A famous Japanese proverb states that a vision without an action plan is a daydream, but an action plan without a vision is a nightmare. I am proud and humbled to say we have one of the most promising and empowering visions. Vision 2030 has enabled 50 percent of the population to play an active part in nation-building. 

That is not to say women did not contribute prior to that. If I just look at my immediate family, my mother Samar Fatany was one of the first TV and radio presenters in the Ministry of Information in the 1970s.

During her 35 years at the ministry, she was the chief broadcaster of the English section at the Jeddah Broadcasting Station, a columnist for Arab News and the Saudi Gazette, and a participant in many local and international conferences. She also has four publications to her name, the last titled “Modernizing Saudi Arabia,” published in 2013.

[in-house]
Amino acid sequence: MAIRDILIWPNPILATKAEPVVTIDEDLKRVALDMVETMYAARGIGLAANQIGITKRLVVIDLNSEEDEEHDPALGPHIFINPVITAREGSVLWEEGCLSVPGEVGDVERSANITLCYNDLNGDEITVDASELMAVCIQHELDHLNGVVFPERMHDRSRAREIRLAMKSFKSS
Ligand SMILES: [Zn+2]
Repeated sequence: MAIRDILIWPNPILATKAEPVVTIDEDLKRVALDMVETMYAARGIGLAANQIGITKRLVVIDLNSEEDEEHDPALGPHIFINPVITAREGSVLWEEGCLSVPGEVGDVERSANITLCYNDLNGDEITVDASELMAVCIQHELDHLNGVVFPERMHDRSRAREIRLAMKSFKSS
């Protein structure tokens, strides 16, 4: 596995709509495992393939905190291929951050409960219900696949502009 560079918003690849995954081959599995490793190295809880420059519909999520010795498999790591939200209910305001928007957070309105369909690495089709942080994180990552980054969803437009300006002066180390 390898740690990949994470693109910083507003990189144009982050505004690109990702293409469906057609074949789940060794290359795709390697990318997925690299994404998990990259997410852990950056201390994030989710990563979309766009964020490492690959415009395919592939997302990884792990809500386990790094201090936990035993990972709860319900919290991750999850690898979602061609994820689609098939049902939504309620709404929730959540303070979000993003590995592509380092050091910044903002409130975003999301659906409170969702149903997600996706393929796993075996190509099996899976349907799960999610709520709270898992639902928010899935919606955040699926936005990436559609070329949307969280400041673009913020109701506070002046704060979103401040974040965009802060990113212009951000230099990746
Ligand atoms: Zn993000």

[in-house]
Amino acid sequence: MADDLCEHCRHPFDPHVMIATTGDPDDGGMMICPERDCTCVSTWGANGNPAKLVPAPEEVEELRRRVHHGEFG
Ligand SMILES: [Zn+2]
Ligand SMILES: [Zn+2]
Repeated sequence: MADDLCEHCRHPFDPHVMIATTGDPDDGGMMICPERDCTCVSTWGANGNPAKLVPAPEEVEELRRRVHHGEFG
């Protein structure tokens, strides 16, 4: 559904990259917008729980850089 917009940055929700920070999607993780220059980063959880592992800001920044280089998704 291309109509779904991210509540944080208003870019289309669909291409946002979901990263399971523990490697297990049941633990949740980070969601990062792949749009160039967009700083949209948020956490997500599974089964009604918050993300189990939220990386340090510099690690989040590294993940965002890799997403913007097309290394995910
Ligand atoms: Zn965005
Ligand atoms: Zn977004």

Times have changed, indeed. It was only in 2013 that women joined the Shoura Council. I am honored to have joined the 2016 second term for women on the council as I strive to recommend reformist legislation and participate in a friendship committee that communicates with parliamentarians around the world.

Reflecting on all my dreams, and on this occasion of the 45th anniversary of Arab News, the newspaper known as the “Green Truth” played a huge role in female empowerment. It was one of the first papers that hired women in a mixed environment. It was the only local paper that was happy to cover our first women’s street basketball tournament in 2006-2007, when all other publications politely refused.